US20190328517A1 - Systems and methods for manufacturing customized medical devices - Google Patents

Systems and methods for manufacturing customized medical devices Download PDF

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US20190328517A1
US20190328517A1 US16/475,153 US201816475153A US2019328517A1 US 20190328517 A1 US20190328517 A1 US 20190328517A1 US 201816475153 A US201816475153 A US 201816475153A US 2019328517 A1 US2019328517 A1 US 2019328517A1
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patient
customized
polymeric
cardiovascular
cardiovascular medical
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David Prawel
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Colorado State University Research Foundation
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Colorado State University Research Foundation
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Priority to PCT/US2018/015967 priority patent/WO2018144462A1/en
Priority to US16/475,153 priority patent/US20190328517A1/en
Publication of US20190328517A1 publication Critical patent/US20190328517A1/en
Assigned to COLORADO STATE UNIVERSITY RESEARCH FOUNDATION reassignment COLORADO STATE UNIVERSITY RESEARCH FOUNDATION ASSIGNMENT OF ASSIGNORS INTEREST (SEE DOCUMENT FOR DETAILS). Assignors: PRAWEL, David
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    • A61F2/00Filters implantable into blood vessels; Prostheses, i.e. artificial substitutes or replacements for parts of the body; Appliances for connecting them with the body; Devices providing patency to, or preventing collapsing of, tubular structures of the body, e.g. stents
    • A61F2/02Prostheses implantable into the body
    • A61F2/24Heart valves ; Vascular valves, e.g. venous valves; Heart implants, e.g. passive devices for improving the function of the native valve or the heart muscle; Transmyocardial revascularisation [TMR] devices; Valves implantable in the body
    • A61F2/2412Heart valves ; Vascular valves, e.g. venous valves; Heart implants, e.g. passive devices for improving the function of the native valve or the heart muscle; Transmyocardial revascularisation [TMR] devices; Valves implantable in the body with soft flexible valve members, e.g. tissue valves shaped like natural valves
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    • A61F2210/00Particular material properties of prostheses classified in groups A61F2/00 - A61F2/26 or A61F2/82 or A61F9/00 or A61F11/00 or subgroups thereof
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    • A61L2430/00Materials or treatment for tissue regeneration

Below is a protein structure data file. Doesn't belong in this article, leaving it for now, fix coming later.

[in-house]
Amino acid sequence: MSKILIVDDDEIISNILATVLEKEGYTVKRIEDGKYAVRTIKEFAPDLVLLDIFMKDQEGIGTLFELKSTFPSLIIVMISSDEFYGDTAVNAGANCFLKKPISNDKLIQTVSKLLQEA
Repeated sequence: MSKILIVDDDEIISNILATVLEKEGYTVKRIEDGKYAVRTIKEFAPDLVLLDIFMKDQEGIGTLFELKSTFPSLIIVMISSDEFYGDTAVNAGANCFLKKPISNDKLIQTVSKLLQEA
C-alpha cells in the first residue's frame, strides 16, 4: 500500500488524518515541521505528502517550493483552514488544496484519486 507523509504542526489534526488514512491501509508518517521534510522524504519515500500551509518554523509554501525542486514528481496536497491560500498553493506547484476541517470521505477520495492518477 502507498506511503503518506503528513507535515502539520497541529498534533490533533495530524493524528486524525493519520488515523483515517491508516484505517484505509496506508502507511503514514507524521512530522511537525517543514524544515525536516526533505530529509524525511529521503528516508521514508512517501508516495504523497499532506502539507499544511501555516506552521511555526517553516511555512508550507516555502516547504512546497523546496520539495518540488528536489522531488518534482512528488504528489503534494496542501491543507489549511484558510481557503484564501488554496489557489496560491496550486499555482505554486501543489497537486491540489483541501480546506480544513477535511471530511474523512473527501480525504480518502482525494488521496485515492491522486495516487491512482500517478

• A61L2430/20Materials or treatment for tissue regeneration for reconstruction of the heart, e.g. heart valves

Abstract

Implementations described and claimed herein provide systems and methods for manufacturing customized cardiovascular devices. In one implementation, patient cardiovascular data for a patient is received at a controller. The patient cardiovascular data is captured using a patient interface. A printing profile for a cardiovascular medical device is received at the controller. A patient specific three-dimensional model of the cardiovascular medical device customized for the patient using the patient cardiovascular data and the printing profile is generated. The patient specific three-dimensional model of the cardiovascular medical device is sliced into a plurality of outlines using the controller. Print instructions based on the plurality of outlines are generated using the controller. A polymeric material is manipulated according to the print instructions into a customized polymeric cardiovascular medical device for the patient. The customized polymeric cardiovascular medical device includes at least one micro-geometry.

Description

    CROSS-REFERENCE TO RELATED APPLICATIONS
  • The present application claims priority to U.S. Provisional Patent Application No. 62/453,918, which was filed on Feb. 2, 2018, and is entitled Systems and Methods for Manufacturing Customized Medical Devices. The content of the above-mentioned patent application is hereby incorporated by reference in its entirety.
  • TECHNICAL FIELD
  • Aspects of the present disclosure relate to the manufacture of customized polymeric medical devices, and in particular, systems and methods for manufacturing thin-walled cardiovascular medical devices with a customized profile and/or micro-geometry using thermoplastic elastomeric materials.
  • BACKGROUND
  • Heart disease remains a leading cause of death in the United States and globally, with people of all ages and backgrounds being susceptible to the condition in various forms. Cardiovascular devices may be surgically implanted in a patient to repair, replace, or otherwise provide therapy for damaged cardiovascular anatomy. For example, patients suffering from aortic stenosis or similar heart valve diseases may undergo surgery to replace a defective heart valve with a prosthetic valve. As another example, a stent may be placed in a narrow or blocked artery during a percutaneous coronary intervention to restore blood flow. Such cardiovascular devices are typically challenging to manufacture. Due to manufacturing constraints, many conventional cardiovascular devices are difficult to fit within the patient anatomical structures during a surgical procedure and/or are prone to reduced operability to provide effective therapy within the environment of the patient anatomy. Further, these conventional cardiovascular devices fail to account for patient-specific morphologies and particular surgical approaches.